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Moving forward

 
In 1998 Pick n Pay continued the momentum of change embarked upon in 1995 with the appointment of Sean Summers as Managing Director for the Group while Gareth Ackerman became Deputy Chairman overseeing international ventures.

The Retail and Group Enterprises divisions were maintained as separate entities, and further changes occurred in April 1999 when Company Chairman Raymond Ackerman announced the appointment of Sean Summers as Chief Executive Officer.

Gareth Ackerman took up the position of non-executive Deputy Chairman vacated by Rene de Wet, who had retired, with the task of looking after the family's interest in the group; while Raymond Ackerman remained as 'hands-on' Chairman. Explaining the decision, Raymond Ackerman said that Pick n Pay was first and foremost a family business – a major contributing factor, not only to the success of the Company, but also to the respect it enjoyed from the South African public.

However, he conceded that Pick n Pay’s corporate governance rules had to take into account the demands that being a family business placed on the group – not least of which was the question of succession-planning.

The appointment of Summers as CEO had therefore been made in order to enhance the Company's commitment to corporate governance – unique in the context of a family owned business – while assuring the long-term growth of the Company. Essentially the move changed Pick n Pay from a family owned and managed business to one managed by professionals – while still owned by the Ackerman family.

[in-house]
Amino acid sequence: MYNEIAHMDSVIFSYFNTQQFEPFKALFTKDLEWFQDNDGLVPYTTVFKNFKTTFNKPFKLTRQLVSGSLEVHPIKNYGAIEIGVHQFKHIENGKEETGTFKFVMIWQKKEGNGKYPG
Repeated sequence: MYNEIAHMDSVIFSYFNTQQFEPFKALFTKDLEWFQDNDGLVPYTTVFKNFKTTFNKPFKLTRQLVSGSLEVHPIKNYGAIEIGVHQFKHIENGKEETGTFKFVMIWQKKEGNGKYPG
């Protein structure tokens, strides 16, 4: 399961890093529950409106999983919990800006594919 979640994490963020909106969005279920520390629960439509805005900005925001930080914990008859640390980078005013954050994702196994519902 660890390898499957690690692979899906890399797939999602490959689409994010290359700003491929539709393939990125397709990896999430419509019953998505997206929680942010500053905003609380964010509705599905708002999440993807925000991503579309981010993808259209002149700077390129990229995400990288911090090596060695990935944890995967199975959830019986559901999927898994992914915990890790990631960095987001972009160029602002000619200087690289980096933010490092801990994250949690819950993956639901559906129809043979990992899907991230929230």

Emphasising the widespread benefit of the appointment, Ackerman said, “Family ownership underpinned by professional management has empowered the Company to plan and act in the long-term interests of all Pick n Pay shareholders”. Defining the interlinked roles of family ownership, the Board of Directors and Executive Management in a family controlled business, Ackerman explained that while the family remained in control, the Board acted in a supervisory capacity to stabilise the running of the Company, while management was in what he described as “the best possible hands”.

Changes were also afoot in the Hypermarket Division, with their consolidation into a single operating unit under the leadership of a director. In 1998, rapid growth, coupled with the realisation that certain processes were being duplicated across the 14 outlets, led to a restructuring of the Hypermarket Division, and a move away from its original decentralised nature.

The result was a consolidation of the division into a single operating unit with a support office located in Gauteng. The lead was taken from France’s Carrefour hypermarket chain – the model Ackerman used when he built the first Pick n Pay Hypermarket in 1975.

Although Carrefour had initially operated in a decentralised fashion, it had recently consolidated its buying and logistical operations, setting the scene for Pick n Pay to follow suit.

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